And so it was also with stealth taxes. They don't come in big clumps but as little bits here-and-there. Many go unnoticed, some cause a stink for a short time and are reduced a little or an increase is delayed, but then they just become part of life. You cannot evade them so you just put up with them, but all the time you have enough spending money available on the plastic or by remortgaging your house and releasing the £25,000 profit, so life is more comfortable than ever before and the additional taxes cause no pain that is not more than compensated for by a nice holiday, new electronic wizardry and a fridge with two doors.

All this time the government is spending more and more and locking ever greater on-going expenditure into the public psyche. The message is that it's "investment" and we all know investing for the future is a good thing. The message is that it's "prudent" and we all know that means there's no waste. The message is that it's "vital public services" and we all know that the opposite of vital is dead. It's all beneficial, it's all necessary it's all affordable because there is no more boom and bust. The psychological effect is pervasive, it changes the public mood and the public perception. The perception is of endless growth allowing the vital public services to expand without pain. People believe that stuff. That it is nonsense with a hat on is neither here nor there because the exercise is not about rational analysis but about persuading people that they are getting more and more from government without having to pay much more for it. Yes, you notice the extra taxes but the vast figures bandied about whenever spending on "vital public services" is announced seem so much more than the extra you are paying that you're making another profit to add to the profit on your house.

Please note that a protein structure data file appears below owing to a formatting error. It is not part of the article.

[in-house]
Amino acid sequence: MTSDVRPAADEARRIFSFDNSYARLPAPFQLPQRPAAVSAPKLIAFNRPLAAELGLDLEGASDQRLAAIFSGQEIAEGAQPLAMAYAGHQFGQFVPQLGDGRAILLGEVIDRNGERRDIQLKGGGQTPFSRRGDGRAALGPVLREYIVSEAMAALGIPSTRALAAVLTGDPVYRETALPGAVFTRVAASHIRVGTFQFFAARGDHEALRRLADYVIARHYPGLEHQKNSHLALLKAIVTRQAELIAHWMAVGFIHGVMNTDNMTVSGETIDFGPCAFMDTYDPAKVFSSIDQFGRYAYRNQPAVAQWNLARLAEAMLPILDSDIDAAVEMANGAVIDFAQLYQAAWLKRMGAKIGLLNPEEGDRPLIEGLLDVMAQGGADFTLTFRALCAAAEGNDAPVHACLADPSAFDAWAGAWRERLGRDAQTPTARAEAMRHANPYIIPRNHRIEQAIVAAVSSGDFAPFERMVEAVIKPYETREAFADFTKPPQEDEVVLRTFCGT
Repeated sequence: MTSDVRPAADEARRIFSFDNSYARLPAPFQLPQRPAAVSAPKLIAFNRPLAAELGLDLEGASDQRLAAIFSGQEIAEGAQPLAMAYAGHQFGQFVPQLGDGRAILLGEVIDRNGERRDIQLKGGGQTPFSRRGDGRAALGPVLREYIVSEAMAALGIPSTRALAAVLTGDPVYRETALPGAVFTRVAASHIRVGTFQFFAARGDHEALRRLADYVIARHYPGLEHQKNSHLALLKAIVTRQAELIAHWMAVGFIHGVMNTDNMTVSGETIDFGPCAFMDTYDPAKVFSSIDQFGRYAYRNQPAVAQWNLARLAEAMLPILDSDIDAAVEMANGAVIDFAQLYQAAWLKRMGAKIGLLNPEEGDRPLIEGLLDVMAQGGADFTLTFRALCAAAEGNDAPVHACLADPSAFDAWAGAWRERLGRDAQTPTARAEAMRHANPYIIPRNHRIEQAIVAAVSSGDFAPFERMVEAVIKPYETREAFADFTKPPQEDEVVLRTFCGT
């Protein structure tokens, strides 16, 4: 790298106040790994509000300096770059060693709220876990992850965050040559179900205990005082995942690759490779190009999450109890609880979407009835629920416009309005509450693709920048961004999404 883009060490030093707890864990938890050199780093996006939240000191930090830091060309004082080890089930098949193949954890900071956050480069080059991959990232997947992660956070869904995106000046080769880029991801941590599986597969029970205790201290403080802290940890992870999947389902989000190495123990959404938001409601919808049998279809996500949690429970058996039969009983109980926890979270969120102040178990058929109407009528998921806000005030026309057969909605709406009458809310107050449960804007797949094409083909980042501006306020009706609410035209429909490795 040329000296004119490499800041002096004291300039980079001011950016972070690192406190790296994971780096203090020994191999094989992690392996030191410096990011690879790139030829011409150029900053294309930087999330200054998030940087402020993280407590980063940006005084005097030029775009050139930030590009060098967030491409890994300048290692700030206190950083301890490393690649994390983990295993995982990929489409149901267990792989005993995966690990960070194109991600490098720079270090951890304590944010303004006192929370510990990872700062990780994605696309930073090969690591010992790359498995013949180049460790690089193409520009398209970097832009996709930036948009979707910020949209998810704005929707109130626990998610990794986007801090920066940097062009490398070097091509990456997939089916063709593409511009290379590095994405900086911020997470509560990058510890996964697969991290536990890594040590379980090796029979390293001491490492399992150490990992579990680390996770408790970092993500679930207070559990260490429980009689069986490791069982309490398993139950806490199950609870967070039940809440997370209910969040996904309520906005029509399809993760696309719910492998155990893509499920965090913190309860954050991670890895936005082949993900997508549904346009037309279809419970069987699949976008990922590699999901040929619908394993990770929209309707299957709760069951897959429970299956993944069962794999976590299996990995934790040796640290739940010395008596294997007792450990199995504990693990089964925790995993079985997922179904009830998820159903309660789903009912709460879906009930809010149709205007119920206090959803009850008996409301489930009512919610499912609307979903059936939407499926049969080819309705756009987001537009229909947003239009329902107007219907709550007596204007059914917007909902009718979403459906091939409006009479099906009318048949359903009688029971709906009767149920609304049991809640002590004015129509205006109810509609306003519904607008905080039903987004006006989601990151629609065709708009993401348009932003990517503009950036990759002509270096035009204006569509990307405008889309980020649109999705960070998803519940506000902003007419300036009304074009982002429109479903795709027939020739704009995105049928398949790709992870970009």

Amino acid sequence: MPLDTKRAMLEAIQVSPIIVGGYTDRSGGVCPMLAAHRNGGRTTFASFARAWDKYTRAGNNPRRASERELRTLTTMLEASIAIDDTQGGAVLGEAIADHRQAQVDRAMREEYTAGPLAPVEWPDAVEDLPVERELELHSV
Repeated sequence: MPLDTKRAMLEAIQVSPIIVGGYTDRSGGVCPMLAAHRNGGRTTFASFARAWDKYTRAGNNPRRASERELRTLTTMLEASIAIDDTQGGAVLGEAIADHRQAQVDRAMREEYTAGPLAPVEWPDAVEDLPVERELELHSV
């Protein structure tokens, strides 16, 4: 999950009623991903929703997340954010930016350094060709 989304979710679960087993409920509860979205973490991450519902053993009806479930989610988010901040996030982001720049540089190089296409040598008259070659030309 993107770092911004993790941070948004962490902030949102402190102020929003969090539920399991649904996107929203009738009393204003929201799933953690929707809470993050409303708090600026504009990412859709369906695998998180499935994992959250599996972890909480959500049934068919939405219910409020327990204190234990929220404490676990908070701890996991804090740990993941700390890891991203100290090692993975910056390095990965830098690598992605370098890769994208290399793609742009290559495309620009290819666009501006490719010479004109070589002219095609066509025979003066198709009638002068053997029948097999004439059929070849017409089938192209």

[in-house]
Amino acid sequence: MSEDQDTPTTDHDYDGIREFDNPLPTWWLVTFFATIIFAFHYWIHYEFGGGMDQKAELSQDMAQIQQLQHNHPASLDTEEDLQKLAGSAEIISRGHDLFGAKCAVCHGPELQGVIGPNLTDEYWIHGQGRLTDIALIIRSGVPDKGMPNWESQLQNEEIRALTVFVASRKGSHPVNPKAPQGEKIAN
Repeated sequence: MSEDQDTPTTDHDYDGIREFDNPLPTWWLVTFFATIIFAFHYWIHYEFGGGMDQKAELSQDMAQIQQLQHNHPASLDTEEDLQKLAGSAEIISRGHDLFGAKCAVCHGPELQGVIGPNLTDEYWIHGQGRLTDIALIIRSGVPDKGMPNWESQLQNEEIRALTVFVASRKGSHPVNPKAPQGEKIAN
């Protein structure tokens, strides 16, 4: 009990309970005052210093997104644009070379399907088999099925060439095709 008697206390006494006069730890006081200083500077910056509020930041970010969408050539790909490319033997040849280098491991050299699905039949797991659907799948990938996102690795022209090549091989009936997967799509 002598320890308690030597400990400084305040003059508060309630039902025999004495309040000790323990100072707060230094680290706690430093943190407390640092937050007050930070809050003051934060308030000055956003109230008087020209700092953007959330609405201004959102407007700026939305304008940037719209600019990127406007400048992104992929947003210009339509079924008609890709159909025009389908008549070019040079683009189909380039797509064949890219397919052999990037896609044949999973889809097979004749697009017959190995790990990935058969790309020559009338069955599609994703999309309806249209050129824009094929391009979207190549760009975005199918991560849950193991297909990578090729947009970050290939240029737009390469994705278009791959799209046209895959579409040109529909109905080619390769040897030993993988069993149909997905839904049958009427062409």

That is a very dangerous perception. It is built on layer after layer of half-truth and exaggeration from poor Gordon but examination of his veracity takes second place to the perceived profit-on-profit you are making from his time as Chancellor of the Exchequer and Prime Minister. You actually believe that he is making money from nothing because he is spending billions and billions yet you are only paying hundreds. It's the numbers game I adverted to a few days ago - when the numbers get so big we cannot comprehend them, they take on a life of their own. Before you know it you believe he has a money tree, then he tells you he has a money tree because he is finding endless billions for the banks without even hinting that you might have to pay for it, so you want some of the rich fruit for your favourite cause.

That is how people fall for the guff. That is what causes them to say "if he can find money for the banks he can find money for [insert pet subject of your choice]". It will take a long time and some harsh lessons for this absurd inversion of the truth to be removed from peoples minds. In the meantime we will continue to hear calls for the money tree to be shaken again and again. Only honesty can undo the damage and there is no prospect of the current government being honest, to do so would be to change the habits of a political lifetime.